Glass artist uses words as window into loss

MIKE MATHER
Last updated 05:00 19/07/2013
Elizabeth Cunnane
BRUCE MERCER/Fairfax NZ

AFTER WORDS: Author Elizabeth Cunnane celebrates the launch of her short stories at Aesthete Gallery in Hamilton.

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The sudden loss of loved ones and the consequences of such events are recurring themes in a just-published collection of short stories by Hamilton writer Elizabeth Cunnane.

Titled After, the book will be launched tonight at Aesthete Gallery in Hamilton.

The unexpected death of her father in 2004 was the spur for Cunnane to respond to her grief with literature. A trained artist in the medium of glass, Cunnane said switching from that to the written word was a natural evolution for her.

"I'm still forming images, just in a different way," she said.

After finding herself jobless, the former art gallery manager said she needed to find something constructive to do with her time while she was attempting to find other work.

"It was initially quite a self-indulgent move. I shifted into an intense phase of writing.

"I applied for and got an artist's residence at the New Pacific Studio in the Wairarapa. It was a really productive five weeks and it was there that I got most of After written."

She was also invited to be a online writer at Flash Fiction World, where people can still read a selection of her stories, and she has also placed in a handful of international short story competitions. "There has been a whole lot of separate things that have happened which have all steered me in this direction."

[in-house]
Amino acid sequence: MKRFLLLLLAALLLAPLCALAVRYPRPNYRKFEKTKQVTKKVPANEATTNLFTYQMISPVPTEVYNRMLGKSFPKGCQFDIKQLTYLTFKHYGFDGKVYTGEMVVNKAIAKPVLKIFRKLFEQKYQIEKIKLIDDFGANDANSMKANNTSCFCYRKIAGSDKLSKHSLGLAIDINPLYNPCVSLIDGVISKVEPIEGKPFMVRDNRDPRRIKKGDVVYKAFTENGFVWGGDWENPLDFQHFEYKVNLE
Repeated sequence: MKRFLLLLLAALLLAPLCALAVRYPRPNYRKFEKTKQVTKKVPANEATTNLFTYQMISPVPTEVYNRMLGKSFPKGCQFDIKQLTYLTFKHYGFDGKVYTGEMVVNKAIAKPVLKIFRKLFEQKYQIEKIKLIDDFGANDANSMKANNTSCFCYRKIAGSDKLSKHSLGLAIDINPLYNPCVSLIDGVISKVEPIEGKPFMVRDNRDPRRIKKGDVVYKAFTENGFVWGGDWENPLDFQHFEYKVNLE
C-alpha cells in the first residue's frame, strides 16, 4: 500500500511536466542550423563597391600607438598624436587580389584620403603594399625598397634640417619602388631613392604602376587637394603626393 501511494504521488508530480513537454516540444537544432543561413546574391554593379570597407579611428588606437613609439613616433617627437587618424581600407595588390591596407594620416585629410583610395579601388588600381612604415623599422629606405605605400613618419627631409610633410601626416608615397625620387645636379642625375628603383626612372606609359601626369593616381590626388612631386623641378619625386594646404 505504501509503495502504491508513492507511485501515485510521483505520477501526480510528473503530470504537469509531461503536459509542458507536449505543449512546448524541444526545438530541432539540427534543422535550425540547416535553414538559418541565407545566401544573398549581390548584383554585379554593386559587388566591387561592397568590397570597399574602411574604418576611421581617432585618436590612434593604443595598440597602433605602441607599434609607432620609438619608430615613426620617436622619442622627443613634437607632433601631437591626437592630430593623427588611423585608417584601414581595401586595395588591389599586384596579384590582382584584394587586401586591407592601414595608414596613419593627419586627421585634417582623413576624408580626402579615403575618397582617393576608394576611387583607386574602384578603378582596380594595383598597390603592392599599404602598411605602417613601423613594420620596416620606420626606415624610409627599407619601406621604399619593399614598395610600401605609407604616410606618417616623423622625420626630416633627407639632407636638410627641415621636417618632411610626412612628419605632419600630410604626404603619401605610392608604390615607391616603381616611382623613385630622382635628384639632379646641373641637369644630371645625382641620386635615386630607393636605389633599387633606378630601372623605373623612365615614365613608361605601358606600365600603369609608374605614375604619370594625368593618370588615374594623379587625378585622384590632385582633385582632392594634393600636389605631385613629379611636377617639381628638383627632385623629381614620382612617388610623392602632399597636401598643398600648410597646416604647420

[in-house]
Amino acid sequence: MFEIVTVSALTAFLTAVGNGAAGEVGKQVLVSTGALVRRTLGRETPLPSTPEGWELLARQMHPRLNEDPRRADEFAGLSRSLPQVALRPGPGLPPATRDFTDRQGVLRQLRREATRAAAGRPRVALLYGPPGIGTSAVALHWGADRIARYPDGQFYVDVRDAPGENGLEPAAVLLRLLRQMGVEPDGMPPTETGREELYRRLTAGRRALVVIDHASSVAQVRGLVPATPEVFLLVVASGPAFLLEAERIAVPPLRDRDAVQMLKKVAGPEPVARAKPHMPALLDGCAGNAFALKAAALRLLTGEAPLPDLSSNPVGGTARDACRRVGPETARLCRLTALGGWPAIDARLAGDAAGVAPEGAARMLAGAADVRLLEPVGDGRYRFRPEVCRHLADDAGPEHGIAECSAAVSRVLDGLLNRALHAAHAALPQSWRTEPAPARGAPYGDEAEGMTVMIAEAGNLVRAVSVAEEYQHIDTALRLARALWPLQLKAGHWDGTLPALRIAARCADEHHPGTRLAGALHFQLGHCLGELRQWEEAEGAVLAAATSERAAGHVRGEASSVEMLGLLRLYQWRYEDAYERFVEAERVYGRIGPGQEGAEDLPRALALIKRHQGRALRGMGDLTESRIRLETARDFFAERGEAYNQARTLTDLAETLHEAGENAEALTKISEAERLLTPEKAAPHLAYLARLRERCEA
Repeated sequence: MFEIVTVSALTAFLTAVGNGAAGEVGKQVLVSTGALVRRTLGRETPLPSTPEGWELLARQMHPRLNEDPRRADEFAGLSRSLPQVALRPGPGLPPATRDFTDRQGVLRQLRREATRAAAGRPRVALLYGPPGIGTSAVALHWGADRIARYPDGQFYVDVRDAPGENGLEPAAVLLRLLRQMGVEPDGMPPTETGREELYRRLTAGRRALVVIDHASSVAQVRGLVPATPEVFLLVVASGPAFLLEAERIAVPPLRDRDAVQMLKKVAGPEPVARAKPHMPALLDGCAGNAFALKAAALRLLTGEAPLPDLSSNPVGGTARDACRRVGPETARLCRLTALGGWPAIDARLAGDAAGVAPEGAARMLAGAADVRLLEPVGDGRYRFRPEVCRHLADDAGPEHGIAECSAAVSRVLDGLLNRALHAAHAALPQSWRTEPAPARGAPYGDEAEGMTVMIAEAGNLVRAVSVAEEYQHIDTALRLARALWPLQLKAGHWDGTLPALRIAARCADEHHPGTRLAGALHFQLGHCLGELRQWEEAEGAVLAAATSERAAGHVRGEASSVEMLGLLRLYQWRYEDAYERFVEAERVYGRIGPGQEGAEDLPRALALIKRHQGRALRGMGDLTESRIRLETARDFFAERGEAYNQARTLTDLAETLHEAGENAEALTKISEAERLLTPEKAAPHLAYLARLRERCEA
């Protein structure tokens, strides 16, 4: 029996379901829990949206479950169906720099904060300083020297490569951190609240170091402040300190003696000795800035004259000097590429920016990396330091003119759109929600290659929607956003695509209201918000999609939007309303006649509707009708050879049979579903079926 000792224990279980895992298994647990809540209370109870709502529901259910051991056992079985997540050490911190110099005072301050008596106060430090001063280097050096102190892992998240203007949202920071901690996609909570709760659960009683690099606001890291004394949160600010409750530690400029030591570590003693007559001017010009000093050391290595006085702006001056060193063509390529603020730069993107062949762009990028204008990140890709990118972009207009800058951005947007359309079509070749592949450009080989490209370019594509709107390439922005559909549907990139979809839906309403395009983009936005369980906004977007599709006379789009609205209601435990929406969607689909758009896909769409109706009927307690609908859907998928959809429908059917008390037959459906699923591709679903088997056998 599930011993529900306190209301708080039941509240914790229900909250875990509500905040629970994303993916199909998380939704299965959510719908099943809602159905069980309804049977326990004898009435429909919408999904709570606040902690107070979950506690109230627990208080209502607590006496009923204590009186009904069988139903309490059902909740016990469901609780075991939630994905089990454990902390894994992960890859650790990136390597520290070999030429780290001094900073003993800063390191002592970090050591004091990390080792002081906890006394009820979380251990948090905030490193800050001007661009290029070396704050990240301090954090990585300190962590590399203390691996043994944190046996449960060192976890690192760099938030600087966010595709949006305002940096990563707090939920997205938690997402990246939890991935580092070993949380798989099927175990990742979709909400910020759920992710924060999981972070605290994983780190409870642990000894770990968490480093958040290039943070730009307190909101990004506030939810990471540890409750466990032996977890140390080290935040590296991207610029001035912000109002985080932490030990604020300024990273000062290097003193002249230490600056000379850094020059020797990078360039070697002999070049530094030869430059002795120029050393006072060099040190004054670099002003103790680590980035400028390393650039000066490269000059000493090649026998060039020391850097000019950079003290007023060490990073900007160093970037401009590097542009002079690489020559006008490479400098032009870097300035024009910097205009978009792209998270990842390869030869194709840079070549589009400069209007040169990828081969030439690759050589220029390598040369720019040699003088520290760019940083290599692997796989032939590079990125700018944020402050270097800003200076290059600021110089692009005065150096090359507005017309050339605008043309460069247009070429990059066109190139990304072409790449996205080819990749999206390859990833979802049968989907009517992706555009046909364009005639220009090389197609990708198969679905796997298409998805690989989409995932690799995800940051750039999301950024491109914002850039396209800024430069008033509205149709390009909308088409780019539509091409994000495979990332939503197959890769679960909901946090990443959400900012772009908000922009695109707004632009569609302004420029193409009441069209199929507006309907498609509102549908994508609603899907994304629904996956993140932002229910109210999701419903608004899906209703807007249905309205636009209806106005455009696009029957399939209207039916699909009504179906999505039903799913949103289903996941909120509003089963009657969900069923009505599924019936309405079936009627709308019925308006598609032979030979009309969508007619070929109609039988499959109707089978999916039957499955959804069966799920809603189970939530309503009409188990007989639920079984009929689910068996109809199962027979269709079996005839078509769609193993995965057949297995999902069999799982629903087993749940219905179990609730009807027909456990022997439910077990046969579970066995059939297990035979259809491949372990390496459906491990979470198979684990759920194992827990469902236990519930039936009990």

In March this year she took up a second writer's residency at Can Serrat International Art Centre in Barcelona.

"I applied for that residency at the same time as the Wairarapa one.

"I did not hear the result for that until after I had completed the first one - I was really fortunate in that it allowed me to work on editing After, as well as work on some new writing."

In 2011 Cunnane became an altruistic organ donor, anonymously donating one of her kidneys - an experience that "had a profound and truly positive personal impact".

"After my dad's death I felt a sense of helplessness. I wanted to do something, but I didn't know what. I realised that I could actually help one other person in a terrible situation by doing this.

"I found out my kidney went to a father of three - another dad. It was a really nice bit of symmetry for me. And that's three kids who will get to keep their dad around for a while longer."

Published by Steele Roberts Aotearoa, the book of 15 short stories also features photographs of some of Cunnane's glass artworks.

"I don't consider myself a writer," Cunnane said.

"There's a lot of connotations with that word. You have to put in a lot of hours to earn that description. I'm still just a girl who happens to write."

After will be available in bookstores from tomorrow.

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- Waikato Times

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